SIMPLE TIPS FOR WRITING A SPEECH

It’s often said that death is the only fear greater than being forced to speak in public. Fortunately, most people only die once, but you may face multiple occasions in your career or civic activities in which you’re forced to get up and speak.

There are many folk cures for reducing the anxiety associated with speaking. Some recommend that you pretend your audience failed to dress themselves. My Midwestern upbringing means the thought of speaking to a large group of naked people only makes me more nervous, so I had to find a better way to overcome those fears. And I did.

It’s called preparation. Being prepared for a public speech does more than simply keep those butterflies down to a quiet flapping. It dramatically increases your ability to capture the audience’s attention and deliver the message you want them to absorb.

Preparation doesn’t have to be complicated. First, take the time to write out your speech. Yes, I know some experts recommend that you use notes, bullet points, or just give it your best shot, but writing your speech provides two benefits. It helps you think through and organize everything you want to say, and it offers a life preserver when your mind goes blank as you’re standing at the podium. Write it in a large font with at least double-spacing. Triple-spaced is even better.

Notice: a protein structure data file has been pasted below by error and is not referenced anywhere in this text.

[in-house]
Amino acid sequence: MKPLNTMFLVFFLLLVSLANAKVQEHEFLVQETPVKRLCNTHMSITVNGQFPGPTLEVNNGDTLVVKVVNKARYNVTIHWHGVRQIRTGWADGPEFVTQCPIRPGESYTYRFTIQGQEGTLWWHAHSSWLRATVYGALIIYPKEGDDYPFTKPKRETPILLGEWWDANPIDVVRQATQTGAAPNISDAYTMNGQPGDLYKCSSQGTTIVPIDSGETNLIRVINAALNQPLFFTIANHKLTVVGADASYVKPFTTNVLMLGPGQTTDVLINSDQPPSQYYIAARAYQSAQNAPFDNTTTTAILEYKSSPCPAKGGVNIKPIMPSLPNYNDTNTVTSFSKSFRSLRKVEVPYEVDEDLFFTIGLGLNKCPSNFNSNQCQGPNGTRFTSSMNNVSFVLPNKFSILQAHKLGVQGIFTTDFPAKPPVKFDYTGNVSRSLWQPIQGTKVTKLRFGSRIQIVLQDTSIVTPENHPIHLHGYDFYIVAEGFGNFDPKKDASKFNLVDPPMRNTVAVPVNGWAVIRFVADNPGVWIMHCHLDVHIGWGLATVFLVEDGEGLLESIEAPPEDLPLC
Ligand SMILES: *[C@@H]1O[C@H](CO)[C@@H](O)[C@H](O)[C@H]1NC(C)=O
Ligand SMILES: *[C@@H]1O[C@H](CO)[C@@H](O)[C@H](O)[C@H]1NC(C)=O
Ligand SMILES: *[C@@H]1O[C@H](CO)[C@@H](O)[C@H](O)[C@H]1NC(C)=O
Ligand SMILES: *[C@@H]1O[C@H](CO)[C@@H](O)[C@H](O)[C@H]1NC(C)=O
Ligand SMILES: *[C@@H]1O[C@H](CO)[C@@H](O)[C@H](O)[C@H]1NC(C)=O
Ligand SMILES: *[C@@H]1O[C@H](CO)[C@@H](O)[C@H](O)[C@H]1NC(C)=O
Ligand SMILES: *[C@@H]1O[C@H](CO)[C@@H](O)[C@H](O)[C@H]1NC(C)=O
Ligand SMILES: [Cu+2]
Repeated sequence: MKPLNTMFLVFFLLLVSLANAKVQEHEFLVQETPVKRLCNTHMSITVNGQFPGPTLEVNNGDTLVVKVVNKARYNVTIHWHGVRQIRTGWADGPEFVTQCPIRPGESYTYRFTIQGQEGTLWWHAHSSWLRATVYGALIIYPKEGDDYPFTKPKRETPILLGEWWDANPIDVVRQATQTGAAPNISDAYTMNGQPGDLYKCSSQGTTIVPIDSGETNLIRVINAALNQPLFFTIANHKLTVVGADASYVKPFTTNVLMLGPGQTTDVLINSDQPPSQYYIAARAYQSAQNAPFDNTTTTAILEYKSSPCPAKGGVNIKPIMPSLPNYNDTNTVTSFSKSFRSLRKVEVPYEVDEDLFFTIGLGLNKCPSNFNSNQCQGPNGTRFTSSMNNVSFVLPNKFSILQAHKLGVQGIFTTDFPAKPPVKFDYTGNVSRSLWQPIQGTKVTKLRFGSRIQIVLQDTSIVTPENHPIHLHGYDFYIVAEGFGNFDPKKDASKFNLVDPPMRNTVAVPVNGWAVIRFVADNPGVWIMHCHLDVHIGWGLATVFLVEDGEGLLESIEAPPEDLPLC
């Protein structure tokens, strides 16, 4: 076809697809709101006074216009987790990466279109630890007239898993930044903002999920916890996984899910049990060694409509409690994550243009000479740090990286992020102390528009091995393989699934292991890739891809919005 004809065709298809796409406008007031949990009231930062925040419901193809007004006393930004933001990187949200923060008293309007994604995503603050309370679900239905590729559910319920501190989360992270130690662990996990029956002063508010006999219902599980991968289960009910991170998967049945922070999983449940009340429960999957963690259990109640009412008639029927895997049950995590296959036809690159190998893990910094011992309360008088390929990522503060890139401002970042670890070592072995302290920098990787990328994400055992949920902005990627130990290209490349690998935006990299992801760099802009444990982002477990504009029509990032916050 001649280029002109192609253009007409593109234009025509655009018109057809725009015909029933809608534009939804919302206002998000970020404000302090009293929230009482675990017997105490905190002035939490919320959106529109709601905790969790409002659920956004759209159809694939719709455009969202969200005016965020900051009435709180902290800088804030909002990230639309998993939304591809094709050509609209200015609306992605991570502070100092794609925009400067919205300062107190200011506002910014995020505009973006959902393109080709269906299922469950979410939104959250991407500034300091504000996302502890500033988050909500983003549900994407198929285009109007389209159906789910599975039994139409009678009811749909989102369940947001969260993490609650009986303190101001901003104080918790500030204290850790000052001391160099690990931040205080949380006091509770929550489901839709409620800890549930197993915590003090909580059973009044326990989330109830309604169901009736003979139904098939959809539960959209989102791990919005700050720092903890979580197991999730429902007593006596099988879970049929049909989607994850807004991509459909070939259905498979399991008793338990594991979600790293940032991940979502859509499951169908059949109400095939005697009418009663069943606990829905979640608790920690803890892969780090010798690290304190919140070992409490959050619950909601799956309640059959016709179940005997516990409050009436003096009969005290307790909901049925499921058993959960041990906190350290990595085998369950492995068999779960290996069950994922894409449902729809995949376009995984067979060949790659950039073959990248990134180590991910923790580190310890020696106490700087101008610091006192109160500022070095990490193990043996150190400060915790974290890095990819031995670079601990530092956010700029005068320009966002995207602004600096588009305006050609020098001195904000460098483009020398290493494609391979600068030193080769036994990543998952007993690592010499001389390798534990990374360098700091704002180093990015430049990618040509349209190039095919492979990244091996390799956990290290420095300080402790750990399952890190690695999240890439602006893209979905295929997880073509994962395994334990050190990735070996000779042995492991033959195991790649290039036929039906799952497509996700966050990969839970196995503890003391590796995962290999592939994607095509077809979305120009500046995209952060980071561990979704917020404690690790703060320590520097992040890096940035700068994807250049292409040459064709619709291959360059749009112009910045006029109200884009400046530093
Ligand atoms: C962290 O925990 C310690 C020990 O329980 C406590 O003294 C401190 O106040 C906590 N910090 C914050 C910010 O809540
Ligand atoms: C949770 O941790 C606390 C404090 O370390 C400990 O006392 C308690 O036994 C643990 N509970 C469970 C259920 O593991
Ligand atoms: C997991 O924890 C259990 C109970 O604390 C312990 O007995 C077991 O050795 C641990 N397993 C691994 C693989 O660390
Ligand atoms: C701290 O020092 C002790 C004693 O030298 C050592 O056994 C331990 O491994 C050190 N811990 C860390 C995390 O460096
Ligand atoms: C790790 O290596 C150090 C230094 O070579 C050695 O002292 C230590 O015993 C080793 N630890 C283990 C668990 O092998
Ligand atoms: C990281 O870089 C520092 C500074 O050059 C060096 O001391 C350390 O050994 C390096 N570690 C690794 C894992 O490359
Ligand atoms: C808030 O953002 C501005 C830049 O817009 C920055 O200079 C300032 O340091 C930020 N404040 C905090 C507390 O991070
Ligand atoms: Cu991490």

Second, rehearse your speech. Not once or twice, but nine or ten times in the days before your presentation. You don’t need an audience — just a quiet room where you won’t be disturbed. You’ll find that each rehearsal will make you more comfortable with the material. And, by the time you’re actually presenting it to an audience, you’ll know it so well that it will seem natural.

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